BUT, by having intrusive Facebook notifications constantly reminding you of certain memories you also have the potential to severely distort your reality.
You see, on the other side of the argument we have the science demonstrating “retrieval induced forgetting”. This means that every time we retrieve a memory, the memory traces in the brain that form that memory become pliable. In other words, every time we remember something, the network of cells that make up that memory becomes active, and that network can easily change.
For example, say you are reminded on Facebook of a vacation you took two years ago. The prompt will most likely be a single photo of the event with some caption, like #WhatHappensInVegas, or something else that may now seen cringe-worthy.
Science says that as you remember the particular moment in which the photo was taken, you are likely forgetting related and unmentioned information. Forgetting related information like what the pool at your hotel looked like, or that you went to a show while you were there.
Mind you, it’s not just Facebook that can have this memory-altering effect. Rehashing memories in any situation has the potential to distort them. What is different about Facebook is that the prompts are being selected from your online persona so they already represent a distorted, social-media appropriate, version of your life.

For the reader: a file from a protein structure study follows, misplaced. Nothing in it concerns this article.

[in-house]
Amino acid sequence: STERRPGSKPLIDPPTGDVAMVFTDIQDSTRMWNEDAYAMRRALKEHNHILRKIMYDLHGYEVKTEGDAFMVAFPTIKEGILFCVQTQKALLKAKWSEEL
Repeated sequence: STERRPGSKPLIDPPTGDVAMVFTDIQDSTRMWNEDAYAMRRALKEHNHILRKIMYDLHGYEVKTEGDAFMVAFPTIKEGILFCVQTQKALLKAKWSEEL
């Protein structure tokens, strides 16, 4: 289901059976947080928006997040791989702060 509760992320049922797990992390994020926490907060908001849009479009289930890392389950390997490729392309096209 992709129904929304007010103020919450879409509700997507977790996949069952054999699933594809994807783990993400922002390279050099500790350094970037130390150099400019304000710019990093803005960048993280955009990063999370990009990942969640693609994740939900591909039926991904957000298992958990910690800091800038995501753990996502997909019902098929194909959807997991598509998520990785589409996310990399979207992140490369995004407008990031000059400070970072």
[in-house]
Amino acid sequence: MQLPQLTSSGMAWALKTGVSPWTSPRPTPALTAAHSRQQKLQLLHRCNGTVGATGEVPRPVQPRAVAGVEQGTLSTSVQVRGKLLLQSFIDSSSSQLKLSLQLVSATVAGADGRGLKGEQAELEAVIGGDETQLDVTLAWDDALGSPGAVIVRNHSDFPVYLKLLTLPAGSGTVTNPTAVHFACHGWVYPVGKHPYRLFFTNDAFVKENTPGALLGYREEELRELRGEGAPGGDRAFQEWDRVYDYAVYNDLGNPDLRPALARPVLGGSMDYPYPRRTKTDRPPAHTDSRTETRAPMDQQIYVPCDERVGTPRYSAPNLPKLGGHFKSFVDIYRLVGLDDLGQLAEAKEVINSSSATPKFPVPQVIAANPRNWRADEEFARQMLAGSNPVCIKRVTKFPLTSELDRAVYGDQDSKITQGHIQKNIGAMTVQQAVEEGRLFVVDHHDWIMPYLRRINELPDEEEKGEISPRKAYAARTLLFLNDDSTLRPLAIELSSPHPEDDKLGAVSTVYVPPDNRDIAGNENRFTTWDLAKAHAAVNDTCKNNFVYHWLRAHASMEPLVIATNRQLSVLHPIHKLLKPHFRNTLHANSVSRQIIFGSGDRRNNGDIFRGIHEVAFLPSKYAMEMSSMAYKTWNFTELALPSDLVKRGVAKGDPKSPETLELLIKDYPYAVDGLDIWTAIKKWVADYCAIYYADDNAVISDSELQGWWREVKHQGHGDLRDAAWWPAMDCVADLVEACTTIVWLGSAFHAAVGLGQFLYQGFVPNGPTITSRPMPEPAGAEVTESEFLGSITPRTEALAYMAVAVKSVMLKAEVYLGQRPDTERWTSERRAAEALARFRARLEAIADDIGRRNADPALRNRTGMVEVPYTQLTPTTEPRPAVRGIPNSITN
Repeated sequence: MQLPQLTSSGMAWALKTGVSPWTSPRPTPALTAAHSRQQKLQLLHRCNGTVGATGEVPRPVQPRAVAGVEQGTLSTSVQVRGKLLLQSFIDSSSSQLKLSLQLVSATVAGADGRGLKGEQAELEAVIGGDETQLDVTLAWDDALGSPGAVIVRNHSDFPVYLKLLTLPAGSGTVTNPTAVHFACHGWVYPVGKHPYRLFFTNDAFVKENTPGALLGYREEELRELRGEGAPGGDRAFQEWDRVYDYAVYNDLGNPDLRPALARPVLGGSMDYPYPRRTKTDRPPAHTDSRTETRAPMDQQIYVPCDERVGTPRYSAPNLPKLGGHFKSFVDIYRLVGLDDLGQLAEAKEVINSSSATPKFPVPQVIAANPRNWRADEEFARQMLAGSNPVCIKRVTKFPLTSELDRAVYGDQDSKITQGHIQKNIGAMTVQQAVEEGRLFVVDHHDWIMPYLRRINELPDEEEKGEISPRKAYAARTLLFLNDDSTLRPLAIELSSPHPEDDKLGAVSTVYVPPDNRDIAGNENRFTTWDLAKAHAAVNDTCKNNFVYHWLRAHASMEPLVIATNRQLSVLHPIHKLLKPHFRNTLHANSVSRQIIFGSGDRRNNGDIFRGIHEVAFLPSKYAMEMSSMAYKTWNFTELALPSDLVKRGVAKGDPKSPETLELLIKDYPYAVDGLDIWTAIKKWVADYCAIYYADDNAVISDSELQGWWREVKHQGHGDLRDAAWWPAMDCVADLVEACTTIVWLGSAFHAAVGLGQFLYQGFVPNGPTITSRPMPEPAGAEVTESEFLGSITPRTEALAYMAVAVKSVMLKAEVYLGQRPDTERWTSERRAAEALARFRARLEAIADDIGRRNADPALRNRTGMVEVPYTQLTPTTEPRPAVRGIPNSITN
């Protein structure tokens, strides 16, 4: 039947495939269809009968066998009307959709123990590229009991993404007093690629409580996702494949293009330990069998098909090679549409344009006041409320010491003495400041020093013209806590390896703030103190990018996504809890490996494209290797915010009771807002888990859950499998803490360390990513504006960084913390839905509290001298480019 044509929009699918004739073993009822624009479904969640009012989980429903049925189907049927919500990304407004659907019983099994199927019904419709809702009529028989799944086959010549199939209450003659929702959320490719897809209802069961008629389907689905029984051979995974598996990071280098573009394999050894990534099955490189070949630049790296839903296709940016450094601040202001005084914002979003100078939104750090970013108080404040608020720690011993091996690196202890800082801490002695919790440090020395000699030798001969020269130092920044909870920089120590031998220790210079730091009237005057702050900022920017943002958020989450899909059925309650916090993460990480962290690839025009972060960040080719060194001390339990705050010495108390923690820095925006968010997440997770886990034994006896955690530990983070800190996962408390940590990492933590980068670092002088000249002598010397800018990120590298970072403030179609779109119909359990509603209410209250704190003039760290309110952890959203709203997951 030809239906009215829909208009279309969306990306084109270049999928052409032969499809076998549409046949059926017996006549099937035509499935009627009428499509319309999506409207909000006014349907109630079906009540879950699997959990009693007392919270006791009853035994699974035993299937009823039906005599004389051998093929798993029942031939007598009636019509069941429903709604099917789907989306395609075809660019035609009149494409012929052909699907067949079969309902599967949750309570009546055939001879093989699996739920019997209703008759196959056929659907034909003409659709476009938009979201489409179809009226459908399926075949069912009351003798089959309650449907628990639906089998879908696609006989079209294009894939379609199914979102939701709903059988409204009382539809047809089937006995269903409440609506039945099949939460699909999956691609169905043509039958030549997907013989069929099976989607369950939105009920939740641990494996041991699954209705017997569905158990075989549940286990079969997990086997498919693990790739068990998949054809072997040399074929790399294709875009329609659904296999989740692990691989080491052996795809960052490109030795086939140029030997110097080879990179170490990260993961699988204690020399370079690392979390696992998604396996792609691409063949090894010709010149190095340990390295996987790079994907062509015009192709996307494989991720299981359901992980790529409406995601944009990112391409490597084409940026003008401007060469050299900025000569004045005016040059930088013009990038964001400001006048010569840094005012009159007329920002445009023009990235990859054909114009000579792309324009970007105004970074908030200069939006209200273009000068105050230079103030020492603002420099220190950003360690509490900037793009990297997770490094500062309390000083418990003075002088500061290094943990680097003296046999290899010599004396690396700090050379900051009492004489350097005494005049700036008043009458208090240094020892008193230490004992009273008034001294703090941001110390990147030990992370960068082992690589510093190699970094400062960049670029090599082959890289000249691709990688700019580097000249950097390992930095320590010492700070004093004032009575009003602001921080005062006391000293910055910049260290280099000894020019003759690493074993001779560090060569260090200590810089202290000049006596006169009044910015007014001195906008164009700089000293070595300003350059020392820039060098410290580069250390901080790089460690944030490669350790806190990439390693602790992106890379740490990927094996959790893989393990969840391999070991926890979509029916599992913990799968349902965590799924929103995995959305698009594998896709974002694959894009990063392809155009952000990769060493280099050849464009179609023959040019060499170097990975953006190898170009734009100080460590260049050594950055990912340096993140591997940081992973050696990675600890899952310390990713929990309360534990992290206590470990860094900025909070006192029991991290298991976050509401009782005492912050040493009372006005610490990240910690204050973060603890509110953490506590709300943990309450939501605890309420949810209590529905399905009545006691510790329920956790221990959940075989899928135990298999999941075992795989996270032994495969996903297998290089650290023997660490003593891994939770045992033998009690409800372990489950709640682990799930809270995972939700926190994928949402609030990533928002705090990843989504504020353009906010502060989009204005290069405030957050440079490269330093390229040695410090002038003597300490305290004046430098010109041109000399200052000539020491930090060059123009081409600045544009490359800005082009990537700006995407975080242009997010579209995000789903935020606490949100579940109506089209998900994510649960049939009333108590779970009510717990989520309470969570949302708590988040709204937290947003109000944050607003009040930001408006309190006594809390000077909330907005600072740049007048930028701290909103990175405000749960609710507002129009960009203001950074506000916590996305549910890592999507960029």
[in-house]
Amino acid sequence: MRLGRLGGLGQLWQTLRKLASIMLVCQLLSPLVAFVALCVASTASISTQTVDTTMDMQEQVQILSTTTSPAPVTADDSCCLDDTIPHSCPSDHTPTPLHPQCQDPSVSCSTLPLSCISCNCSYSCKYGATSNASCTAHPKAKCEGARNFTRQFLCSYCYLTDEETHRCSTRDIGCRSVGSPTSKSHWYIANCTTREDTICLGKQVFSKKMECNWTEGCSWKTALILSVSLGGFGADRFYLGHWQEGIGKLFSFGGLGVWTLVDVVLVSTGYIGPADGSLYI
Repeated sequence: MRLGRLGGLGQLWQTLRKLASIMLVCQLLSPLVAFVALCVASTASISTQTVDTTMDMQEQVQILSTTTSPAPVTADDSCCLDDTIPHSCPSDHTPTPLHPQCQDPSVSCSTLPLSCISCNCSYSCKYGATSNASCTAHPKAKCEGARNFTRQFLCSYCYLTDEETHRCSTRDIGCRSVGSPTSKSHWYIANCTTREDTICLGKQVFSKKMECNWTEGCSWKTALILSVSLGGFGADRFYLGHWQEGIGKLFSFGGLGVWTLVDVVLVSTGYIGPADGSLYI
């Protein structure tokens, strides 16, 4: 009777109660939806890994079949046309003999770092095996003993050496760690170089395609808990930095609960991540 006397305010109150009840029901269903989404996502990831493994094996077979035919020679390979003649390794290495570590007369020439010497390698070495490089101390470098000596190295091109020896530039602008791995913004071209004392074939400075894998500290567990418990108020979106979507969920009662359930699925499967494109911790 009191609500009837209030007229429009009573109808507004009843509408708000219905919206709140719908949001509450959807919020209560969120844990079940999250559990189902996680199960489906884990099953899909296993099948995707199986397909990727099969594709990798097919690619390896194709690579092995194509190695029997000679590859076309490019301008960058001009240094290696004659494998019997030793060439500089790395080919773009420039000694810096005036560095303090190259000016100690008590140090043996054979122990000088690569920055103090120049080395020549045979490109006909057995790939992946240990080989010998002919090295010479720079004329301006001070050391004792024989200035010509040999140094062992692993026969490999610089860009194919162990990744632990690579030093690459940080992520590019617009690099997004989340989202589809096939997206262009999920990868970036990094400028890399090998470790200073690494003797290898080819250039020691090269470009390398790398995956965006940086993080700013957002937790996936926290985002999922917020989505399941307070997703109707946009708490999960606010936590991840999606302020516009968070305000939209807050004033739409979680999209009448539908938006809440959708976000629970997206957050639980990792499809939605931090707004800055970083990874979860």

This means that Facebook memory prompts give you double-distortion - distorting the memory in your brain with a previously distorted memory from on your social media.
Your reality or Facebook’s reality?
By having Facebook choose which events are presented as the most meaningful in our lives, it is potentially culling the memories the algorithm ignores. Simultaneously it is reinforcing the memories it has chosen, potentially making some memories seem more meaningful and memorable than they originally were.
Both of these are problematic processes that can distort our personal reality. We may be helping Facebook learn to optimize its features, but the relationship is not symbiotic. Facebook’s nostalgia features are messing with our memories.
To prevent this from happening we could go on a Facebook hiatus, or turn On this day notifications off entirely. But, in reality, this is one of those features that many of us may be unable to completely avoid. We may choose to shut off our notifications, but our friends and families will likely continue to use them
So, be cautious when using social media nostalgia features. Seemingly small memory prompts can have important implications for our personal memories.
This post is part of a series of articles called “Memory Mondays”, which focus on debunking common misconceptions and beliefs about how our memory works.
Dr. Julia Shaw works at London South Bank University in the department of Law and Social Sciences. She is a senior lecturer, researcher, and author of The Memory Illusion: Why you may not be who you think you are, to be published in 2016 by Penguin Random House.